Director: Arthur Penn
Writer: Alan M. Surgal
Stars: Warren Beatty, Alexandra Stewart, Hurd Hatfield, Franchot Tone, Kamatari Fujiwara
The Story: An ultra-cool Detroit nightclub comic finds himself on the wrong side of his club’s mobbed-up owner. Fleeing on the lam to the seedy side of Chicago, he imagines killers are hiding in every shadow… but he has a pathological urge to return to the stage...
How it Came to be Underrated: This movie has two big problems: it’s always divided audiences, and it’s always been hard to find. After wildly mixed early reviews, it was dumped as a drive-in movie, where audiences must have been truly baffled, since it was one of the first attempts to do a dryly-surreal American art-film. The movie has never been on video, and even when it shows up in revival theaters, it continues to attract as many detractors as fans. I happen to love it.
Why It’s Great:
- By 1965, there was a huge gap between the unapologetic artistry of European cinema and America’s widescreen technicolor blandness, but a few brave souls wanted to drag Hollywood into the modern age, and none moreso than Warren Beatty (of all people). He really wanted to hire Godard or Truffaut to come over the pond, but instead, he made do with ambitious American TV director Arthur Penn. This was their first attempt to import a new wave sensibility, and they succeeded onscreen, but not in theaters. Nevertheless the pair tried again two years later with Bonnie and Clyde and finally ignited an American Renaissance.
- American street-level noir and European high-minded existentialism have always been incestuously entertwined: Nobody believed Camus when he said that “The Stranger” was merely his attempt to imitate James M. Cain, but he wasn’t half wrong, and noir itself never would have taken hold without the infusion of émigrés fleeing Hitler. (even then, it took the French to recognize the genre and name it). Penn’s oddball intellectual noir delicately straddles the end of one era (noir) and the beginning of another (art cinema), not belonging to either but worthy of both.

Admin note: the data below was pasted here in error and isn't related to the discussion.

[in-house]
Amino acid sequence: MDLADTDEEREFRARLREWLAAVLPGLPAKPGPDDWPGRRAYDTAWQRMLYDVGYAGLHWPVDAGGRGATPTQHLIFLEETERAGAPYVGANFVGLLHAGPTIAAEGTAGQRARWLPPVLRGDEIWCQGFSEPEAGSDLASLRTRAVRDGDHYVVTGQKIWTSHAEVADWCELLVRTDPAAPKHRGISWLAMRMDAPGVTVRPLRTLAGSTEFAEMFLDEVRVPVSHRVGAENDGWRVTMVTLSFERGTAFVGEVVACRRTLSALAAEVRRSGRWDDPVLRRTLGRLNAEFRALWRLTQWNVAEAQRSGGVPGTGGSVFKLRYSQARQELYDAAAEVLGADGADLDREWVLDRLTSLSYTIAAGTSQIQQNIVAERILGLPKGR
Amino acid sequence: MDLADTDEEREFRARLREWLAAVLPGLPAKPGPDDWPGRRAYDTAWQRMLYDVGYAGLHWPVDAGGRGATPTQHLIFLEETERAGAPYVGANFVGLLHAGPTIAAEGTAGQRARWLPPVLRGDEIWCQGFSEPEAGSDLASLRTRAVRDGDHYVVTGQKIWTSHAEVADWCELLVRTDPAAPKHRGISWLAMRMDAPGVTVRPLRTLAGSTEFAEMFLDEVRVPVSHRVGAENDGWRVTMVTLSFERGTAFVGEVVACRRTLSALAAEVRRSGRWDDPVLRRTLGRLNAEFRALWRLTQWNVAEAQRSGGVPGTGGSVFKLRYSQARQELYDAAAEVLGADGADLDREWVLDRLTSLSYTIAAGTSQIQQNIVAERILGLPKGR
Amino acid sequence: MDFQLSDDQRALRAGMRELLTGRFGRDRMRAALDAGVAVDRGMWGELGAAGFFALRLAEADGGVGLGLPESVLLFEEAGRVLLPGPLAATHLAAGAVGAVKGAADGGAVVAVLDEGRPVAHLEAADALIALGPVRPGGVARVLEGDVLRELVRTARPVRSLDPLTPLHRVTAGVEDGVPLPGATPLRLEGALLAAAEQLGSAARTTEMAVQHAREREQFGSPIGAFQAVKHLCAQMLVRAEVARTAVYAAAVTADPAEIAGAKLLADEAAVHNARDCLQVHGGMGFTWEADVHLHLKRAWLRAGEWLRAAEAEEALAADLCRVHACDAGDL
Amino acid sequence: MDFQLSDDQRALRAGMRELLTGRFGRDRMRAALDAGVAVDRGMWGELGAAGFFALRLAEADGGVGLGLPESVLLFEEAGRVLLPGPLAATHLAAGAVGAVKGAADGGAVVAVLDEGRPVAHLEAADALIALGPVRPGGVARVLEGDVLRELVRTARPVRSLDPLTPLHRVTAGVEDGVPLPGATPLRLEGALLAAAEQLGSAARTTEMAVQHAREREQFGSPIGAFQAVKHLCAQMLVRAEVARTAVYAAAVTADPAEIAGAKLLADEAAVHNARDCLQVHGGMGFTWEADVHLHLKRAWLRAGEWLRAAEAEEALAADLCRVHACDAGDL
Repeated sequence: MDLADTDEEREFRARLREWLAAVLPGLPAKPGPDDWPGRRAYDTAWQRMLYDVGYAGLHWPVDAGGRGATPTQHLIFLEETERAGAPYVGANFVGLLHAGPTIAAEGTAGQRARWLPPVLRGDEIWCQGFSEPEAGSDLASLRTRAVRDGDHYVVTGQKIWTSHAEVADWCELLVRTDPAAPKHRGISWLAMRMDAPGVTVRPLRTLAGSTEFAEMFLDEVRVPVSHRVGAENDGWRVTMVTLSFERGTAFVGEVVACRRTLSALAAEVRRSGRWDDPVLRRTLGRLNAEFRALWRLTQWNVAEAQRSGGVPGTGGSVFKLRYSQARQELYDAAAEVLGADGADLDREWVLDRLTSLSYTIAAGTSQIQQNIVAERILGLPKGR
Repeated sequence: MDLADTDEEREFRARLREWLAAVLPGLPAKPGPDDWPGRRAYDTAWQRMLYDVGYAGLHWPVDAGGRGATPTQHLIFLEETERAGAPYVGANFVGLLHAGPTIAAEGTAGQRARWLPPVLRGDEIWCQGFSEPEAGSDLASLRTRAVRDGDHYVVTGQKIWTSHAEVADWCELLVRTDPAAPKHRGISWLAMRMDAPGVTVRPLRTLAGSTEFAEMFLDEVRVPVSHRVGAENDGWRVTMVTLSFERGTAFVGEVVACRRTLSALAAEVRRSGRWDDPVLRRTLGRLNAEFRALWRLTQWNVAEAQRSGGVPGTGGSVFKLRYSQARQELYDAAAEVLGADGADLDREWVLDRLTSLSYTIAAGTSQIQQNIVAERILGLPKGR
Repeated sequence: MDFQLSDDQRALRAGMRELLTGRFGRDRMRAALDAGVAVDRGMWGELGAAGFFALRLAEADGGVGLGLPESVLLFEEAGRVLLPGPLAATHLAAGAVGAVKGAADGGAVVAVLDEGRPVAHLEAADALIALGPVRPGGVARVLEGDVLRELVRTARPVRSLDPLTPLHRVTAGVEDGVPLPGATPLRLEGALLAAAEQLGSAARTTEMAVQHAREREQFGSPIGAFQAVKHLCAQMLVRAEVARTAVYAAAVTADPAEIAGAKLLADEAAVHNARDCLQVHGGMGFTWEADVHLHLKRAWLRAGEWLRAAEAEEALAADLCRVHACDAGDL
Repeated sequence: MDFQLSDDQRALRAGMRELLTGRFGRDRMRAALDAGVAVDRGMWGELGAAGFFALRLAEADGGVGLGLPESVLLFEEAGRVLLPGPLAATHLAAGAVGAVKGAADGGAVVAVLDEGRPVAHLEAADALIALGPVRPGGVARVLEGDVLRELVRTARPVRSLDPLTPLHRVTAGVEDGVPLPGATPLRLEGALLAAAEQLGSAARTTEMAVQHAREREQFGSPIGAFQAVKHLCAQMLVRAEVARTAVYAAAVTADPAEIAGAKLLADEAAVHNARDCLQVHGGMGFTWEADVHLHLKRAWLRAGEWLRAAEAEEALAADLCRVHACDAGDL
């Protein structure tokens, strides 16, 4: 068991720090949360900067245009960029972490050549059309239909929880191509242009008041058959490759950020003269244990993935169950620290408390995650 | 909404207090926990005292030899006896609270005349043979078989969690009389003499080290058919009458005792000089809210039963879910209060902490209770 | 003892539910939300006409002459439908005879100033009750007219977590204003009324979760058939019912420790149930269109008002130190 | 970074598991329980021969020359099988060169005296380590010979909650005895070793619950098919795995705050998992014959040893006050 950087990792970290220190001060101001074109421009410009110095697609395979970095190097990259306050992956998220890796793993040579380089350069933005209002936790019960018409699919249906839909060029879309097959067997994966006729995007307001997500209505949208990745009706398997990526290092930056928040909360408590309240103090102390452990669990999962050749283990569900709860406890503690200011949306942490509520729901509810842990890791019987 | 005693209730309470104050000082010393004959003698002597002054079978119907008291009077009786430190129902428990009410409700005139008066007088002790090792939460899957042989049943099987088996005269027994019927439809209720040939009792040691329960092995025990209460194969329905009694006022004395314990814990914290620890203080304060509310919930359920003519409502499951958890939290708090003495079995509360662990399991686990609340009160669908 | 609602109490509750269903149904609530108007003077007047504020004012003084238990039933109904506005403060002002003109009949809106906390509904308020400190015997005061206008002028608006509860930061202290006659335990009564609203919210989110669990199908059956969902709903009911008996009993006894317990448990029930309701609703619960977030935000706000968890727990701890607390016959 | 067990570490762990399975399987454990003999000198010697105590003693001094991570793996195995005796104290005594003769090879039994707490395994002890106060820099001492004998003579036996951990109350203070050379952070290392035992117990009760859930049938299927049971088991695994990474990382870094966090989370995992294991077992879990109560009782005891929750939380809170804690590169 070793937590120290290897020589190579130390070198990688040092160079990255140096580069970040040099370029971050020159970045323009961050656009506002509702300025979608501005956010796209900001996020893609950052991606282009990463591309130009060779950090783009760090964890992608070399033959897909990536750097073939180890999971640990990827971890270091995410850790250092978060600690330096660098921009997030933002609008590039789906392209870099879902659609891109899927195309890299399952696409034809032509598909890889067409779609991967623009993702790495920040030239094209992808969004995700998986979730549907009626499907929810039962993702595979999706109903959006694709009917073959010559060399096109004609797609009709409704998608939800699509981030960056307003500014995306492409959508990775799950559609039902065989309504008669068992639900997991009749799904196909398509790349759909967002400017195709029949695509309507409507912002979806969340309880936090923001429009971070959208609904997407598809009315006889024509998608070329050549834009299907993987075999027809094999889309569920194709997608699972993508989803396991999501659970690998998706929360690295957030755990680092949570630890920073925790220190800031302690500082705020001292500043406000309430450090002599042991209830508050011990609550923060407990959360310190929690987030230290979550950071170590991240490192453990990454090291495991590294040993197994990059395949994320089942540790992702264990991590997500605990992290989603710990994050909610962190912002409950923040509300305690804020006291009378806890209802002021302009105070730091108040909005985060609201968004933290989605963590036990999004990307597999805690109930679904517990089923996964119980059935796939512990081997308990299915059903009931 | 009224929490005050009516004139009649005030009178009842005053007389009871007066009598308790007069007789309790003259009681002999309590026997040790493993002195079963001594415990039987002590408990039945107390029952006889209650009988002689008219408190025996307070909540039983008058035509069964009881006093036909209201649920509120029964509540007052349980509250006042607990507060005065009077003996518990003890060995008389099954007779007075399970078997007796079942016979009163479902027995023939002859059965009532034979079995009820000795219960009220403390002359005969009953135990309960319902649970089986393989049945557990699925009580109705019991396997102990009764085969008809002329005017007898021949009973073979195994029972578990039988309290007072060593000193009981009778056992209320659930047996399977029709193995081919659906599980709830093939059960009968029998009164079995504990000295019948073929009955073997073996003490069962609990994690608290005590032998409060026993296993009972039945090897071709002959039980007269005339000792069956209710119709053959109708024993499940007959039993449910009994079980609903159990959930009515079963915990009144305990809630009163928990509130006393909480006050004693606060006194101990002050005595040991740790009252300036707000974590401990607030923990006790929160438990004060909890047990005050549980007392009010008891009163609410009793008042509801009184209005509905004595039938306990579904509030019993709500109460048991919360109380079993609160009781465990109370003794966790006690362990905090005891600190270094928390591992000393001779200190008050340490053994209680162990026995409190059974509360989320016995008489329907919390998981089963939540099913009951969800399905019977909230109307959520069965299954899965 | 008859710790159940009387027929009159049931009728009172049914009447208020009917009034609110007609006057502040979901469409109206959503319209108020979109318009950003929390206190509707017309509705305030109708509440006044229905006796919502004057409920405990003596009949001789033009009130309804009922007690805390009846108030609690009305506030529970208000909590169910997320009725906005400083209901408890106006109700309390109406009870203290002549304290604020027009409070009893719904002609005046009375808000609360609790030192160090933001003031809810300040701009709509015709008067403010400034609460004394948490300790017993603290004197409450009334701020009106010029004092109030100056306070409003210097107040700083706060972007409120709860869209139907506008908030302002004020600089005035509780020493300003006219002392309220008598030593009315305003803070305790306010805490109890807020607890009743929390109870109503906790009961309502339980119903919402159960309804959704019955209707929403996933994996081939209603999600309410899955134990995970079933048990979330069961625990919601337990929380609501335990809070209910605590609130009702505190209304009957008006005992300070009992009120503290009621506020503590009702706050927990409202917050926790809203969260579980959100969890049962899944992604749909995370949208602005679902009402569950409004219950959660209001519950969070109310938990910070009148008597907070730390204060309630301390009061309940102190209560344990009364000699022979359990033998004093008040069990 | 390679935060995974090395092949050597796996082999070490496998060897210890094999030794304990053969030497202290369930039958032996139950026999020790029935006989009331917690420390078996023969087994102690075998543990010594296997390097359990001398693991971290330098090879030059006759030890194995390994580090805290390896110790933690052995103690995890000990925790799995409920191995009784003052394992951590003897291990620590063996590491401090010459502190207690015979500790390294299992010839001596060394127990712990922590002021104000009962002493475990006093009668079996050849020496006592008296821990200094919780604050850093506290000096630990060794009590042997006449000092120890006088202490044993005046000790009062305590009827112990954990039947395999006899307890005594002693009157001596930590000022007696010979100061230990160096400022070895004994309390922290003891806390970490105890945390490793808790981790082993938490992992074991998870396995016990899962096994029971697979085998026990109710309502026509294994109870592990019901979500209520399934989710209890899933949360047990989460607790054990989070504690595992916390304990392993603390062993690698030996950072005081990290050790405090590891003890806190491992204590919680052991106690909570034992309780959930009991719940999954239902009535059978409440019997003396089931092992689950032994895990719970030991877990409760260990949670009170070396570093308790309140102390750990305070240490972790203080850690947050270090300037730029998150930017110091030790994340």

- The offbeat sensibility and staccato rhythms make this movie the visual equivalent of jazz, and so it’s only fitting that it’s got a hopping jazz score by the great Stan Getz.
- Beatty always seemed miscast to me in movies like The Parallax View and Dick Tracy… Basically I think that he’s only really good at playing one thing: angry, half-witted loverboys whose charm masks a deeper angst. ...But whenever he got a role like that, he was amazing. After all, many or our greatest stars made a nice living for themselves by doing one thing well.
- This kafka-esque nightmare is actually a great metaphor for the bleak life of a stand-up comic, then and now, where the goal is to “kill” onstage before the audience can do the same to you. At least these days the mob no longer runs the nightclubs, so that’s less literal, though just as figurative.
If You Like This, You Should Also Check Out: Another fun attempt to merge jazz sensibility and noir style was the short-lived 50s TV show “Johnny Staccato”, starring John Cassavetes as a bebop pianist who moonlights as a hardboiled detective. It’s now on DVD. Alice’s Restaurant is another great Penn movie and Funny Bones is another darkly comic look at stand-up.
How Available Is It?: After the floodgates broke open last week, there’s no stopping me now: This is another only-on-bit-torrent special. The print I found is good but a little small.